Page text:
Following outrage on the political right, the Biden administration said Wednesday that a grant program to help prevent additional harm to people who use illicit drugs is not paying for safer pipes to smoke crack or meth.
“No federal funding will be used directly or through subsequent reimbursement of grantees to put pipes in safe smoking kits,” Health and Human Services Secretary Xavier Becerra and White House drug policy adviser Rahul Gupta said in a statement.
Homemade pipes for smoking crack and methamphetamine may break easily or also release toxic fumes. Because of that, safer pipes can be one of the components of safety kits. But those kits also can include other supplies, such as alcohol swabs to clean hands or wipe down a pipe.
White House press secretary Jen Psaki said separately that was including pipes was never the intention, complaining that impression was created by “inaccurate reporting.”
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Monday was the deadline for service organizations and state and local governments to apply for a share of $30 million in federal money for “harm reduction” efforts intended to prevent disease, injury and other collateral trauma to people addicted to illicit drugs.
The original request for funding proposals from the Substance Abuse and Mental Health Services Administration had listed “safe smoking kits/supplies” among the items that could be purchased with taxpayer money. They were among a dozen categories that included overdose prevention drugs, medication lockboxes, test kits for infectious diseases, and syringe disposal containers. The grant solicitation did not specifically mention pipes, although they can be part of safe smoking kits.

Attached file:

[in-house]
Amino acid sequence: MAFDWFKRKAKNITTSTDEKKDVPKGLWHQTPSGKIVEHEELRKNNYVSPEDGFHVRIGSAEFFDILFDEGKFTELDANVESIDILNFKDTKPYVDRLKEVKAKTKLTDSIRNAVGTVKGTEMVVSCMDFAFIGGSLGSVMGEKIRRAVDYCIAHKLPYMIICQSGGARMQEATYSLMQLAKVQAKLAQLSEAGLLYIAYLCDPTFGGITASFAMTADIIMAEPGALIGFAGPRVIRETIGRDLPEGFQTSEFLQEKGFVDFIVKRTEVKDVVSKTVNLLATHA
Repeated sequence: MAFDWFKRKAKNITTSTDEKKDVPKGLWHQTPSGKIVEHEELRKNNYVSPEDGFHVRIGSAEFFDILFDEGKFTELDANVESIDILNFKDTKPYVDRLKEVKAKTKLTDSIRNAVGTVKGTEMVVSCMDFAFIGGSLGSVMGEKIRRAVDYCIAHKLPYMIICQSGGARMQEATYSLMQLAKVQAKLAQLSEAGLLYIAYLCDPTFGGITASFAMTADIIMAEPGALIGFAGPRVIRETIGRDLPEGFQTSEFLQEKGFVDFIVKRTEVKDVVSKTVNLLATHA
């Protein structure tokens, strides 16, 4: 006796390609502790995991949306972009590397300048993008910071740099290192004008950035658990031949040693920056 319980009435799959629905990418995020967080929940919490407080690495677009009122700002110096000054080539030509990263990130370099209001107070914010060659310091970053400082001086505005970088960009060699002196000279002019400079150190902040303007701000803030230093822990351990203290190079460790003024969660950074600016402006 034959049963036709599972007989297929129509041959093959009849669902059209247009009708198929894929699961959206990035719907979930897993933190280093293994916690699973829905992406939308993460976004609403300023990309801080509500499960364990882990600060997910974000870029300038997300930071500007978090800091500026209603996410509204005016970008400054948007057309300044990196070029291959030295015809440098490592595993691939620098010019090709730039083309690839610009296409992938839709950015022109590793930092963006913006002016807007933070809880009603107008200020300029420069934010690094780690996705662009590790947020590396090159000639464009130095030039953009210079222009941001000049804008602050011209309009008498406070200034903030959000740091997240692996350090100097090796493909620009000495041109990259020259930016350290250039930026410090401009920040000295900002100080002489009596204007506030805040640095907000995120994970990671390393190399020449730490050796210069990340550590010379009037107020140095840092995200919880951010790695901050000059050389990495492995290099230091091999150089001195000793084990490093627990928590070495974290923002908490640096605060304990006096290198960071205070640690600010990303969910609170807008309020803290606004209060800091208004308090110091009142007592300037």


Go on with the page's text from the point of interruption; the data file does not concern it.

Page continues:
That triggered online reports that the Biden administration was using federal dollars to pay for “crack pipes." Some Republican senators castigated the administration on Twitter.
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HHS spokeswoman Sarah Lovenheim tweeted that such reports were “blatant misinformation” and Wednesday at the White House briefing Psaki said paying for pipes was never part of the plan.
“They were never a part of the kit,” said Psaki. “It was inaccurate reporting and we wanted to put out information to make that clear.”